nor humans that live for a day.
To hold you is to be mad.”
(fourth chorus, lines 781-90)Thomas Banks, classics
“Love is like a roller coaster; it has ups and downs, but keeps going round and round. It’s a wild ride but it’s a yippy-skippy of a good time!” Connie Huntley, campus ministriesField NotesField Notes brings a letter from Jan Keessen (English), who is on the Augustana winter term in remote Holden Village outside Chelan, Washington, where, among other adventures, she is teaching the art of letter writing. The following is a response to a letter sent by the editor, but is meant to be for all of us.
Living here is like living in calendar country, but what the Holden pictures won’t tell you is that beauty can be risky. I was reminded of that when we watched a small herd of mountain goats, with their shaggy grace and dust mop bodies. They leaped with rim rock precision from one precarious ledge to another, followed by two kids, learning. The rocks rattled but no one fell.
It’s risky for us, too. We’ve learned to be aware of avalanche zones, particularly when we hike or ski. And we are learning new words like “tree-alanche” and “roof-alanche”. The mavericks keep a close eye out, and put up yellow caution tape if there’s a threat.
The big sky country is big, big enough to be quiet. Big enough to allow mountains to stand and grow as you get closer. You’ll feel diminished because you’re small, but important because you’re the only ones. At night, as big as the big sky country is, it can get really crowded with stars.
To live here you’ll have to take chances, knowing the snowplow will break down, your new boots will leak, your ski bindings will break, the ﬁlling in your tooth will fall out and down a mountain, a marten will chew up your money, your partner will get lonesome and find somebody else, your studies will misﬁre, you’ll get a letter saying your dog has leprosy, you will miss the worse kind of people, you will fantasize—a lot—about eating a greasy hamburger, and will regret you ever left what was normal.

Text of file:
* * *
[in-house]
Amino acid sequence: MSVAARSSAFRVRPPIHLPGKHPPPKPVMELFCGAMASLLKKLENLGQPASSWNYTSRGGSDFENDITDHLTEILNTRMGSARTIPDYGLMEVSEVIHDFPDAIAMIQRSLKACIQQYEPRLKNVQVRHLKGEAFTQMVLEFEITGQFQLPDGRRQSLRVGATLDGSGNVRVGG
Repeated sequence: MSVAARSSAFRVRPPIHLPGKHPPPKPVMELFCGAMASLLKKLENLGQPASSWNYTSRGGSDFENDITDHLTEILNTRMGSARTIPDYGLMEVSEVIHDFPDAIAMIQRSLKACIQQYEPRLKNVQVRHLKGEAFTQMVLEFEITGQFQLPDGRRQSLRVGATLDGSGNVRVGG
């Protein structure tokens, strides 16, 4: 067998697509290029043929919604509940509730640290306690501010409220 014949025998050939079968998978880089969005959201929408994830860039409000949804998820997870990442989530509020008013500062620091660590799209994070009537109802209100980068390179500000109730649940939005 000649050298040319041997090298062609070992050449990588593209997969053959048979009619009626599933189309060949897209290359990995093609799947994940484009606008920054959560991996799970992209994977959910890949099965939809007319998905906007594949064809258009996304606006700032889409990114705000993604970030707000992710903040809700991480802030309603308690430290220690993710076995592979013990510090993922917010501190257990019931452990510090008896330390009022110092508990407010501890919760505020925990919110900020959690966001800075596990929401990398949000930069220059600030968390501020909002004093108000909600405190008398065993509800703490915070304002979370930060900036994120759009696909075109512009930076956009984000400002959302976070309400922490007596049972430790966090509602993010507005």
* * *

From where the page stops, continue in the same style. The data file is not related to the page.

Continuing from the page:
In spite of that, you’ll see the backlights rise on mountains in the east and know the dawn is here. A jazz pianist who can get the rocks to rise might gladden your day. You might meet a nuclear physicist who will tell you, sadly, that he never could ﬁnd evidence of weapons of mass destruction. You’ll meet a family of illegal immigrants. Or a recovering alcoholic. Or a dancer, a juggler, a card shark, a medic, a garbologist, a logger, a potter, a harmonica player, and a chemist who can figure out how long there’s been water on the earth.
If you are willing to take a risk, you’ll discover you too have a story to tell, and letters to write.
Happy trails to all of you!
Jan New Face on CampusFrank Sundram
General Manager, WVIK
Whether ﬂying, sailing or cruising along in a British sportscar, Frank Sundram knows how to get from one place to another in style. His next stop? WVIK, where he’ll take over as general manager in early March.
Upon arrival, Frank will have the honor of being the only one on campus to own a Grumman Tiger, a four-place low-wing airplane. Since he earned his pilot’s license six years ago, he has logged close to 700 hours. “I have ﬂown across the country three times, into and over Canada, and once did a dog rescue, ﬂying a pair of dogs from Hartford, Connecticut, to Tucson, Arizona, to reunite them with their owners,” Frank says.
Frank’s 25-year career in radio news and television production and management began at a commercial radio station in Buffalo, New York. Shortly thereafter, he moved to the Quad Cities and served as a news producer for WQAD-TV in 1982-83. “The Quad Cities has long held a special place in my heart,” says Frank, who makes frequent trips to the area to visit friends outside Geneseo.